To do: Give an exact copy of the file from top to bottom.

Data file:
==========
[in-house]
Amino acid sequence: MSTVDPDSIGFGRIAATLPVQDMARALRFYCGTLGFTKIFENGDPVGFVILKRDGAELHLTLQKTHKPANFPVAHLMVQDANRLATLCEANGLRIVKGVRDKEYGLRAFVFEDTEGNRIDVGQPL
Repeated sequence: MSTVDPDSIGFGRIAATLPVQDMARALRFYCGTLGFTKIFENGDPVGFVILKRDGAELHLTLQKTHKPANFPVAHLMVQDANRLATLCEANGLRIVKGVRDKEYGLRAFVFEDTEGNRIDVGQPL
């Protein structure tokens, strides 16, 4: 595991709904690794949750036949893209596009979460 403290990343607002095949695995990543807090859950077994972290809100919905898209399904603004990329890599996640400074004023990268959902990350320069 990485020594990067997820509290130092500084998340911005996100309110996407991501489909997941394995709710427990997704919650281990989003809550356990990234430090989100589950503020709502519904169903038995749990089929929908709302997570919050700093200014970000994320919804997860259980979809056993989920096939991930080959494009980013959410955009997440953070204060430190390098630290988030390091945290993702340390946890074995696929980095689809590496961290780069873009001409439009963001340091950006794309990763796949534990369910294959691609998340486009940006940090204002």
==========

[in-house]
Amino acid sequence: MSTVDPDSIGFGRIAATLPVQDMARALRFYCGTLGFTKIFENGDPVGFVILKRDGAELHLTLQKTHKPANFPVAHLMVQDANRLATLCEANGLRIVKGVRDKEYGLRAFVFEDTEGNRIDVGQPL
Repeated sequence: MSTVDPDSIGFGRIAATLPVQDMARALRFYCGTLGFTKIFENGDPVGFVILKRDGAELHLTLQKTHKPANFPVAHLMVQDANRLATLCEANGLRIVKGVRDKEYGLRAFVFEDTEGNRIDVGQPL
């Protein structure tokens, strides 16, 4: 595991709904690794949750036949893209596009979460 403290990343607002095949695995990543807090859950077994972290809100919905898209399904603004990329890599996640400074004023990268959902990350320069 990485020594990067997820509290130092500084998340911005996100309110996407991501489909997941394995709710427990997704919650281990989003809550356990990234430090989100589950503020709502519904169903038995749990089929929908709302997570919050700093200014970000994320919804997860259980979809056993989920096939991930080959494009980013959410955009997440953070204060430190390098630290988030390091945290993702340390946890074995696929980095689809590496961290780069873009001409439009963001340091950006794309990763796949534990369910294959691609998340486009940006940090204002």